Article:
A myth on Sardinia launched on the internet
It is sad to say but yet another article is travelling the internet that is damaging popular knowledge and beliefs on the prehistory of Sardinia. After the french article in Le Monde now the english article of The Guardian has been published with a doubtful content. Both articles refer to the theory of Sergio Frau that a big tsunami would have ended the Sardinian Bronze Age civilisation covering numerous bronze age towers, nuraghi, under layers of mud. This tsunami would have been provoked by a comet plunging into the sea. Years ago the theories on a tsunami have been invalidated by archaeologists by simple reasoning, beneath the socalled layer of mud from the tsunami there have been found punic and roman remains of later periods.
Furthermore there are numerous claims that Sardinia was home to the civilisation of Atlantis, mentioned by Plato in one of his books. Apart from the fact that Plato wrote about Atlantis there is no evidence at all that such a civilisation existed, and the only then known civilisation that was seriously disrupted by a natural event was that on the island of Santorini in Greece. As Plato placed Atlantis beyond the Pillars of Hercules some have argued that these must be found in the Strait of Messina or the Sea south of Sicily and point therefore to Sardinia as the home of the mythical civilisation of Atlantis. Unfortunately there is no evidence that Atlantis even existed outside the mind of Plato or where the Pillars of Hercules should be placed. Archaeologists assume that the most obvious location is the entrance of the Mediterranean.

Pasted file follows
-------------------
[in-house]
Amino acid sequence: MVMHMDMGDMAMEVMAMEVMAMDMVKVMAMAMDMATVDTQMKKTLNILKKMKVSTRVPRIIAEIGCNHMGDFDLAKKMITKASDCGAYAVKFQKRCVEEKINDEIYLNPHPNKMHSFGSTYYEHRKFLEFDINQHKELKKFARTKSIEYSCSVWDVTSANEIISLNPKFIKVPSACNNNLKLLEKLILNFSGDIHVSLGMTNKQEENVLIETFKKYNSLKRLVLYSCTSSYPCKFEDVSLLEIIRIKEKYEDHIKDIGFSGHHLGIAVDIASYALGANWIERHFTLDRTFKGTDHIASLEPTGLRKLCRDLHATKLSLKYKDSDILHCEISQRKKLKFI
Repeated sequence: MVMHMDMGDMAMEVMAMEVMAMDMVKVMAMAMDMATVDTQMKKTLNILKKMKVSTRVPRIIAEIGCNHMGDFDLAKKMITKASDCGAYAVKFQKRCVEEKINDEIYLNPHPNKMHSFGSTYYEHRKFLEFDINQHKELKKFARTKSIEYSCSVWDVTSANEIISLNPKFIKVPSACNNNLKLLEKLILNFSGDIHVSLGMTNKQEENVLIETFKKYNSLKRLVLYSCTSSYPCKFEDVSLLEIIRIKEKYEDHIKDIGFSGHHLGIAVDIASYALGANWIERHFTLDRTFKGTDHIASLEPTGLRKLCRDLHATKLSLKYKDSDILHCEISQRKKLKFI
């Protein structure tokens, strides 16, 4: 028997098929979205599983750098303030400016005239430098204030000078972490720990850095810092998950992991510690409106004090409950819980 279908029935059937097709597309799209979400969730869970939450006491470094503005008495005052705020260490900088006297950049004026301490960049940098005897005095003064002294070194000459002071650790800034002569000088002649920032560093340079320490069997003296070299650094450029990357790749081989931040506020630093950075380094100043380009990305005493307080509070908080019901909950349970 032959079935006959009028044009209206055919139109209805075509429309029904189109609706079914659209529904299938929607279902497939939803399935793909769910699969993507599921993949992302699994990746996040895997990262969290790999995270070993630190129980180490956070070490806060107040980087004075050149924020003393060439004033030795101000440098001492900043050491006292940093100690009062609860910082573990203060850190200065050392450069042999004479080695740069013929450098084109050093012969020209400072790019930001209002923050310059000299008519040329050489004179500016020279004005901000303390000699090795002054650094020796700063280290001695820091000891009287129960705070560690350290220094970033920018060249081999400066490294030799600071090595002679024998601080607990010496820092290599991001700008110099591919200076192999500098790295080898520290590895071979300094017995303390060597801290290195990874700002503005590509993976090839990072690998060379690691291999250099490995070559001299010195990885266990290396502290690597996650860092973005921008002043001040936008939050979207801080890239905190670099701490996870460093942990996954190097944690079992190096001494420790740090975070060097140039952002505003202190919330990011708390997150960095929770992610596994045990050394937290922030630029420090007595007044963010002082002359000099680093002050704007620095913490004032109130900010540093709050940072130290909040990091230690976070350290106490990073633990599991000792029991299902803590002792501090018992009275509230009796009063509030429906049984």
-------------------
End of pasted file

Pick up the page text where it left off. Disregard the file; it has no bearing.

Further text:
That tsunami's or their effect for the Mediterranean area were not known before 1980 as stated in the article, is not correct. In 1956 an earthquake on Santorini showed the effect of 25 metres high waves on the surrounding shores.
The article of Le Monde, and consequently that of the Guardian, are full of factual errors, vague statements and unproven interpretations. But the appeal of mythical civilisations is very big and therefore a large english speaking public will consume this article and it will leave behind an impression, however imperfect, of Sardinia and it's history.